• The General rule. It is possible to “buyout” the IIA restrictions as part of M&A transactions in order to be able to freely use the IP post-closing. Repayment of the IIA funding is not sufficient. A complete buyout of the IIA restrictions requires the approval of the IIA and payments of “redemption fees” to the IIA (calculated based on statutory formulas), which could be significant. The tax exposures such approval may trigger should also be considered.

• Stricter review. The IIA is one of the most industry-oriented government-related bodies in Israel. Still, in the last year the IIA was relatively stricter than in past years with issuing buyout approvals in M&A transactions. The IIA asked more questions, and depending on the circumstances imposed various conditions as part of the approvals. Having said that, like in previous years, we have not faced any transaction in which a request for the approval of the IIA was rejected.

• Buyout approvals in acquisitions of IIA-funded companies by investment funds (VC, PE)
In acquisitions of IIA-funded companies by operating business corporations, the IIA understands the need of the IIA-funded company to be able to freely use its knowhow globally in order to strategically benefit from the acquisition. However, in acquisitions of IIA-funded companies by investment funds the IIA may require further reasoning for the necessity of the company to have flexibility in using or sharing the knowhow outside of Israel due to the acquisition.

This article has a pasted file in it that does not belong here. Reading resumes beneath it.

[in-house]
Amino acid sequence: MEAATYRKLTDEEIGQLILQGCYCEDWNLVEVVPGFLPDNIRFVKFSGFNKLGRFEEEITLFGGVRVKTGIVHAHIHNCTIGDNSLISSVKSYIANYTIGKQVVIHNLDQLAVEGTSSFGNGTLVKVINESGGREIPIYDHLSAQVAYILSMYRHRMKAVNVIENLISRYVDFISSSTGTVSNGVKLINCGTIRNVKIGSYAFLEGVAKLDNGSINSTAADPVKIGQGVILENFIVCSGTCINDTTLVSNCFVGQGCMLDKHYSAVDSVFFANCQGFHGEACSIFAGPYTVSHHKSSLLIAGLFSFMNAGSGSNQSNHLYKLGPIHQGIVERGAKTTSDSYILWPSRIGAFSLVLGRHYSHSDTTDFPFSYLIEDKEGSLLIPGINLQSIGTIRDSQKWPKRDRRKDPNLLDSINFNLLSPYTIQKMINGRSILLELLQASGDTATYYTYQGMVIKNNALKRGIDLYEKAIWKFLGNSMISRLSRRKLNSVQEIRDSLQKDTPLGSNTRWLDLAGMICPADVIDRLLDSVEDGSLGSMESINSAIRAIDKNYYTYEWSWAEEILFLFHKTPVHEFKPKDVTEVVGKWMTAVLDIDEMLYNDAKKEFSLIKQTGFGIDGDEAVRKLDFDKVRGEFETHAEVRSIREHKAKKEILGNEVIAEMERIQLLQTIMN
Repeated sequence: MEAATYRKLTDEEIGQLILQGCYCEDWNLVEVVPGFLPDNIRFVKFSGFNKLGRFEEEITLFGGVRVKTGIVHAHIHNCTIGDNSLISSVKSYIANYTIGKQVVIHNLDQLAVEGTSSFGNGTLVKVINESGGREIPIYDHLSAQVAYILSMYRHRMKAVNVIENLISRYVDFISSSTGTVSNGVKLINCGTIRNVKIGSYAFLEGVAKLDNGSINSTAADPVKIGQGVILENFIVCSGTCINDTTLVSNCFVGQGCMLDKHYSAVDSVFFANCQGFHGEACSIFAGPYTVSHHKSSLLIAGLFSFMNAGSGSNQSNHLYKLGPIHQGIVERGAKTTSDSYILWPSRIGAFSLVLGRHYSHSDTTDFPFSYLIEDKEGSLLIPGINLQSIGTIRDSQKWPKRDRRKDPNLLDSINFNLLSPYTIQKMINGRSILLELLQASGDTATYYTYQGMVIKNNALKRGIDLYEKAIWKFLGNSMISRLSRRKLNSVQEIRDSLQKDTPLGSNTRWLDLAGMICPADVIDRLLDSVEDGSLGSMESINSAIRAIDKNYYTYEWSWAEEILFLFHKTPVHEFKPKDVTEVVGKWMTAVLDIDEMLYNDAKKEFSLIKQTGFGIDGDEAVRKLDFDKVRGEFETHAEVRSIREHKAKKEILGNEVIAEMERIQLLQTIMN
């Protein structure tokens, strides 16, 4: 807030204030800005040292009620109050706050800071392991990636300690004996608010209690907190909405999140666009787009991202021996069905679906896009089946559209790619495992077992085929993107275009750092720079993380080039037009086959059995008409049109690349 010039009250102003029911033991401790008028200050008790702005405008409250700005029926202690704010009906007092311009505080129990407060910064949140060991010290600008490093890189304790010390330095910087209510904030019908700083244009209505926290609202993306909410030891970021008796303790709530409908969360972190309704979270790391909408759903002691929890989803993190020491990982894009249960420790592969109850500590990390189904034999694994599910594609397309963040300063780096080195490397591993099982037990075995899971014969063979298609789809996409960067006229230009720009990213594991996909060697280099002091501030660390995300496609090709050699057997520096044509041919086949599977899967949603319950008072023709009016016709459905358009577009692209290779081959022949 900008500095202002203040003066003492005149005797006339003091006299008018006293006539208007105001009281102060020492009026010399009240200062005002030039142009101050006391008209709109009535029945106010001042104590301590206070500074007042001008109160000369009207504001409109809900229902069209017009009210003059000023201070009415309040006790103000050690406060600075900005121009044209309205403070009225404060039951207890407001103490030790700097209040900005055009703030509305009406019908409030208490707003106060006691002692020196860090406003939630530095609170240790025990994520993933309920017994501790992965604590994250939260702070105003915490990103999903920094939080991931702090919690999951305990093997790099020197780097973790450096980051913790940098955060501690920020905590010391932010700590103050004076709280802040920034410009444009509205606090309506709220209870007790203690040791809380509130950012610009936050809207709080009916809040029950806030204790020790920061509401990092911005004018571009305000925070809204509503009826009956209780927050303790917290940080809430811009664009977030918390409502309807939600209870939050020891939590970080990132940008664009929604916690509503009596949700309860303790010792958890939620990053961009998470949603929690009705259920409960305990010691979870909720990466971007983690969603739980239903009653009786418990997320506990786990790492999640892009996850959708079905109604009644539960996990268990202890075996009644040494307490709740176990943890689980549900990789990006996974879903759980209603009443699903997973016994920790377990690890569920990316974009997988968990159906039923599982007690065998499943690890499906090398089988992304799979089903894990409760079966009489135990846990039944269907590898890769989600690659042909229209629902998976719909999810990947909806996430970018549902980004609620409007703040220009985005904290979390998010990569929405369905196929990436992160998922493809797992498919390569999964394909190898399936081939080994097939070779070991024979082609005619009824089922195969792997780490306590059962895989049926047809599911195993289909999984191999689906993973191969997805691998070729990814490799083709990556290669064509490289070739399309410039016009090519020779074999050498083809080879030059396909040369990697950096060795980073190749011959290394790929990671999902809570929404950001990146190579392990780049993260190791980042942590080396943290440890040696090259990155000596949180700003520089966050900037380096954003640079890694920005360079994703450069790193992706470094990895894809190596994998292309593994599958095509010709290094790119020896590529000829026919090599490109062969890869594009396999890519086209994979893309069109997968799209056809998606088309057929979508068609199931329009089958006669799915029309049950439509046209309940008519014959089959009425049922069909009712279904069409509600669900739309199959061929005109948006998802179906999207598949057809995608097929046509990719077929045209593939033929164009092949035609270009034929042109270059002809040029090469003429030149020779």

• IIA buyout approvals are used by the Israel Tax Authority in tax audits the Israel Tax Authority has used IIA buyout approvals to argue that the approval is an indication that the company actually transferred knowhow (assets, functions, risks) outside of Israel for tax purposes. In the only court ruling on this matter, a District Court ruled that obtaining IIA buyout (“transfer”) approval does not mean that there was a transfer for tax purposes, and the tax implications have to be examined based on the actual transactions that took place. The ruling was issued by a District Court and therefore does not constitute a legally binding precedent.

(4) Assignment of IIA-funded technology to an Israeli company

Requires the approval of the IIA;

The buyer will have to assume all the obligations and liabilities towards the IIA regarding the IIA-related knowhow, including royalty payments obligations (if applicable) and the restrictions on the use of IIA-related knowhow; and

If the assignment of the knowhow is between unrelated parties, the seller will have to pay royalties to the IIA based on the value of the assignment (even if the assignment is for no consideration).

(5) The IIA is disclosing information to the Israel Tax Authority

The Israeli Tax Authority continues to ask the IIA for information regarding IIA-funded companies, including information regarding the R&D projects of the companies, notices and requests made by companies, and approvals granted to companies by the IIA.

Main areas of interest of the Israeli Tax Authority are, for example: the R&D efforts of the IIA-funded companies; the technology that companies develop or fail to develop; the ways IIA-funded companies use their technology (commercialization, licensing, manufacturing, sharing with other entities); and terms of investments and M&A transactions.